Something sorta major just came up, so we need to check out for the afternoon. Apologies, but fear not—we’ll be back strong tomorrow, bringing you nothing but the finest handpicked information. For now, though, please indulge our recent fascination with The RZA’s creative process by checking out this 1999 interview with filmmaker Jim Jarmusch. As many of y’all know, RZA’s first foray into film scoring was done in collaboration with Jarmusch, for Ghost Dog: The Way of the Samurai. Besides being the first film that Microkhan and the Grand Empress ever viewed together, Ghost Dog provided a great opportunity for two talented artists to come together in a most unusual way. Here’s Jarmusch’s account of how he obtained RZA’s raw material:
RZA would go away for three weeks, having only seen the film only in a rough cut on an Avid editing machine, and then would call me up and say, “Yo, I got some music, I got a tape, meet me in a blacked-out van at 3am on 38th Street and Broadway.” So I go there, get in the van, RZA gives me a little DAT tape with nothing written on it and says, “Yo, check this shit out” and I’d say, “Does it go anywhere? Any ideas for a particular place in the film?” “Nah, nah you guys figure that shit out, you gotta use hip-hop style, you can edit it, you can change it, you can put two together, here’s some stuff.”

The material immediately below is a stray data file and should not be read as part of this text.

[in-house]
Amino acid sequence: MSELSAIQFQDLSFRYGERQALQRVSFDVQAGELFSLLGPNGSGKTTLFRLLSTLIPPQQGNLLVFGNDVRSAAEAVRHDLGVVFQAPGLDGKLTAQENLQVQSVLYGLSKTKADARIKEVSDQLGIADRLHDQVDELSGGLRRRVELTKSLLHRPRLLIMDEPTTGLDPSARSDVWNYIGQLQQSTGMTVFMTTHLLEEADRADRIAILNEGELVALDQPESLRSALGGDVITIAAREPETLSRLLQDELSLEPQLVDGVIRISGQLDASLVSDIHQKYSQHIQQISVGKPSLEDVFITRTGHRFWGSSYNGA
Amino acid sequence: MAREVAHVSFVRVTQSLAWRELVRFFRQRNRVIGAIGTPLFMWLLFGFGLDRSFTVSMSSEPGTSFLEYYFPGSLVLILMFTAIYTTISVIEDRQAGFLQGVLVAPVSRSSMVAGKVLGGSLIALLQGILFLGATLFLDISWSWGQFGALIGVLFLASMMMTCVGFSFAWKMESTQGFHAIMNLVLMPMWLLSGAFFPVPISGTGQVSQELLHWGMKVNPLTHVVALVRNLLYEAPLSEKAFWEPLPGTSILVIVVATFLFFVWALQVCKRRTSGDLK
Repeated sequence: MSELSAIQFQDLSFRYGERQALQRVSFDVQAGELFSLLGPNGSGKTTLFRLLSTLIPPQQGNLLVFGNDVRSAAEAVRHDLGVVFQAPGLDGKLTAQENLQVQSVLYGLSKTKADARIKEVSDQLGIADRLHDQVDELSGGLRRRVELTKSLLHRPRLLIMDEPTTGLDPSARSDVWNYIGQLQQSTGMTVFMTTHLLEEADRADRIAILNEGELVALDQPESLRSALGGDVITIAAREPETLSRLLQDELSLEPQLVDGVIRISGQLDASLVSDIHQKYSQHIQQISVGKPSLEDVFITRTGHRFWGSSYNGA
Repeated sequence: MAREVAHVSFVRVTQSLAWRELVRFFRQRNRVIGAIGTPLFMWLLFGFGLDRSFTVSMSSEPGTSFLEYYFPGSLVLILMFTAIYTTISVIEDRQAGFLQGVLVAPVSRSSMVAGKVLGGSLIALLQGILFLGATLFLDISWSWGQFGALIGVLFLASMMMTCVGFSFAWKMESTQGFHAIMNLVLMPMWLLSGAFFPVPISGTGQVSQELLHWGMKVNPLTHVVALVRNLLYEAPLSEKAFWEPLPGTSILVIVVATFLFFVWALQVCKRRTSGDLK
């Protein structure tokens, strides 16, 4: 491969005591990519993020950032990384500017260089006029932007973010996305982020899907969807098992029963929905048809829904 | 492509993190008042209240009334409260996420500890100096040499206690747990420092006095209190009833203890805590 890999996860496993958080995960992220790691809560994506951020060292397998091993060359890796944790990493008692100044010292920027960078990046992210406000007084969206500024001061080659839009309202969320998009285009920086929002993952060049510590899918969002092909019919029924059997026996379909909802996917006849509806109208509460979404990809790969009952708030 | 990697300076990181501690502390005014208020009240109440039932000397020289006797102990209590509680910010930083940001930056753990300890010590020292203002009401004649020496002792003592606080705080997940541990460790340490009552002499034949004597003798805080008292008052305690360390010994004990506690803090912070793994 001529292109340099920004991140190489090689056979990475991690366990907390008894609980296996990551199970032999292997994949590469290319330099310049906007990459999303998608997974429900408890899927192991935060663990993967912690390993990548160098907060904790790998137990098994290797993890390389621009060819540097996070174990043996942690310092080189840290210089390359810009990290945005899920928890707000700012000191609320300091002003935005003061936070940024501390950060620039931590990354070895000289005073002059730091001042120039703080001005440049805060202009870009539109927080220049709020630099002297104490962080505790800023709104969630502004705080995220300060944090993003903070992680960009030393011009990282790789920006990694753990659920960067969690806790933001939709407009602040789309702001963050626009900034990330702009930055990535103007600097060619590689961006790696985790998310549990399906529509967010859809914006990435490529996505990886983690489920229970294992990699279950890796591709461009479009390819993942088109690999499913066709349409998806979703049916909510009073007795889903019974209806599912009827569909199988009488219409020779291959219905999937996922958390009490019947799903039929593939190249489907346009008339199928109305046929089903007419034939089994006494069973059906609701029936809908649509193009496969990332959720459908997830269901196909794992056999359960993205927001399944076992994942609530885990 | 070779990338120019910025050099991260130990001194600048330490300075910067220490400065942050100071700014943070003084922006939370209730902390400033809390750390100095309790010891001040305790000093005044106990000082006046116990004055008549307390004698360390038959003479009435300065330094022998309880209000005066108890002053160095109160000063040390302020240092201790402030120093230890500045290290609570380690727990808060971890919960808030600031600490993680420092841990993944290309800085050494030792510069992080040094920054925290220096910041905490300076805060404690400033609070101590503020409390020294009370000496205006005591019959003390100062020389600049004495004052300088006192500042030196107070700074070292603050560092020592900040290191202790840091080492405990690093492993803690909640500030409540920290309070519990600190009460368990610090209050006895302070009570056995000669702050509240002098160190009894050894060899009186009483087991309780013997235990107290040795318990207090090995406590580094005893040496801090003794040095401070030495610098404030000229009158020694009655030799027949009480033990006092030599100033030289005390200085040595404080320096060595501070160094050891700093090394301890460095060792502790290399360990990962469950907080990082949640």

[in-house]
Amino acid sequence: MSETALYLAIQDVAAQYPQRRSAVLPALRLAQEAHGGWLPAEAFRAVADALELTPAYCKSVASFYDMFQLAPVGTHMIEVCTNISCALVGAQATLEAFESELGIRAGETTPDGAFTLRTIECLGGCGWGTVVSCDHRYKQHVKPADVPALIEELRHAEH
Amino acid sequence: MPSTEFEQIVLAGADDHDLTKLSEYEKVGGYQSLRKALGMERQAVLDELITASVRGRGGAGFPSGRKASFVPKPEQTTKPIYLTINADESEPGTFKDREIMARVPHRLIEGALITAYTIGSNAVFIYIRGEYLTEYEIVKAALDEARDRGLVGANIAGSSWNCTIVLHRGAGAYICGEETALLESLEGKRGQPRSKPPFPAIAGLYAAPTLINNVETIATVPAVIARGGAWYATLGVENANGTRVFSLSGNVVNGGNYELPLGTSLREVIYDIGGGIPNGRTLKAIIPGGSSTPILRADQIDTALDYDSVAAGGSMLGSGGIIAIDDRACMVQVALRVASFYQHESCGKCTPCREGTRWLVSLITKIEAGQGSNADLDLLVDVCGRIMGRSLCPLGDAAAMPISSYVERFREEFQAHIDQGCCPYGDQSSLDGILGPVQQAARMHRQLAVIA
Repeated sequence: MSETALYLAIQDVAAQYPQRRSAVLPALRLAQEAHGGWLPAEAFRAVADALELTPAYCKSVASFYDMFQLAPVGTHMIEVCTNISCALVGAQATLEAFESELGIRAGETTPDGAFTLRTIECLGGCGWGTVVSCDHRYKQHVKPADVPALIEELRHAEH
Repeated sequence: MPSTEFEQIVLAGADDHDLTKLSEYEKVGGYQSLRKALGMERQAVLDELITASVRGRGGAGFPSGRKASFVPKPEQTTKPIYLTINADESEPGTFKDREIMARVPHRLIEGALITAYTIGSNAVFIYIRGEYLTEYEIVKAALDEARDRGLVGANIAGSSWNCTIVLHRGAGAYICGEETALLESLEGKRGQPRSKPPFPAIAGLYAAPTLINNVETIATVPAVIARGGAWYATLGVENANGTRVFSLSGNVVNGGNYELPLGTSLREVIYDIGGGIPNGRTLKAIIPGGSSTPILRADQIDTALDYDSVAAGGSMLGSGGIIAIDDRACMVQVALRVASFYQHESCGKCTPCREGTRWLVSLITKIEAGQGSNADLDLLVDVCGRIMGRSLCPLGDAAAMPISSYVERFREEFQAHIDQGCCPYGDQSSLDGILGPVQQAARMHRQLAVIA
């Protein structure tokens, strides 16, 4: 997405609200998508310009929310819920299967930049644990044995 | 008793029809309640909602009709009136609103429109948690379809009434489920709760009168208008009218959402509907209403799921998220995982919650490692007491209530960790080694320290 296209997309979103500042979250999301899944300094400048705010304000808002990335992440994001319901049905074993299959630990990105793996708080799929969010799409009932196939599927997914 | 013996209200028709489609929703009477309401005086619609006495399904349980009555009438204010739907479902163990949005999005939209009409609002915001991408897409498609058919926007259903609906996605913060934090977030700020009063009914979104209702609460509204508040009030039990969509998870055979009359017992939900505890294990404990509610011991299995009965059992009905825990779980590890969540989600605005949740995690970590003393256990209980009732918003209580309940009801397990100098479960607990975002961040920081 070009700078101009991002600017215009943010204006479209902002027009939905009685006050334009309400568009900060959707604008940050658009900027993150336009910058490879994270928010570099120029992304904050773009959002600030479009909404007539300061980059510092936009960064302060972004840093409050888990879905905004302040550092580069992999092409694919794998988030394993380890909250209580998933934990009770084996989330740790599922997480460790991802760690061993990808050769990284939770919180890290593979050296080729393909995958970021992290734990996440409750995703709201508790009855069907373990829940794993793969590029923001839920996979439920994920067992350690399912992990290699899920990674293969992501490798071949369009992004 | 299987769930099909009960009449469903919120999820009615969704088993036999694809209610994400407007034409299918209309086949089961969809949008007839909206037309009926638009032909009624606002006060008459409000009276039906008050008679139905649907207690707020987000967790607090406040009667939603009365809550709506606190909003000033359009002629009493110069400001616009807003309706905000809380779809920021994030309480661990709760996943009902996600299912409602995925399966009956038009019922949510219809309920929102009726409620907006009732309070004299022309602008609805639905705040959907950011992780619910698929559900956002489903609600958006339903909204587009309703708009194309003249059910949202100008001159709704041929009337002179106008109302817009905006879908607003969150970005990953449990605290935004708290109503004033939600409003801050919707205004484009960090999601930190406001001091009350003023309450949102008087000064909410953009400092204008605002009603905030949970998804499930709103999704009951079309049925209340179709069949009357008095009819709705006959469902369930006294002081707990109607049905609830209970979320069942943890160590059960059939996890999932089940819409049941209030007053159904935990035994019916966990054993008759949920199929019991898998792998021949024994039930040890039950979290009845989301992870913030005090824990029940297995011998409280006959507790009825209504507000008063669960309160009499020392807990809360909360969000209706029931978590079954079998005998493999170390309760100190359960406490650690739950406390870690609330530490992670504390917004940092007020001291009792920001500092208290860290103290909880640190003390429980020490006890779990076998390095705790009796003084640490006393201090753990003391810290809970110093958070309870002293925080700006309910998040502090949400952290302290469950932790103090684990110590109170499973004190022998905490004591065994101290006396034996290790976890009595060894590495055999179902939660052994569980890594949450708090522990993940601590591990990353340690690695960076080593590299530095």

So I got three tapes from him over a two-and-a-half-month period and this guy is a genius; I got real respect for him. He gave me so much incredible music by the end that I couldn’t use it all, it would have drenched the film in music. But he taught me to adapt to his style in the same way Neil [Young] did. Neil said, “I really want to play right to the picture,” and RZA style was, “This is the way I work, hip-hop style, you gotta play with them, you gotta play with them how you wanna.” So I learned a lot from both of them in different ways. And RZA made beautiful, beautiful music for the film.
Our favorite cut off that soundtrack above.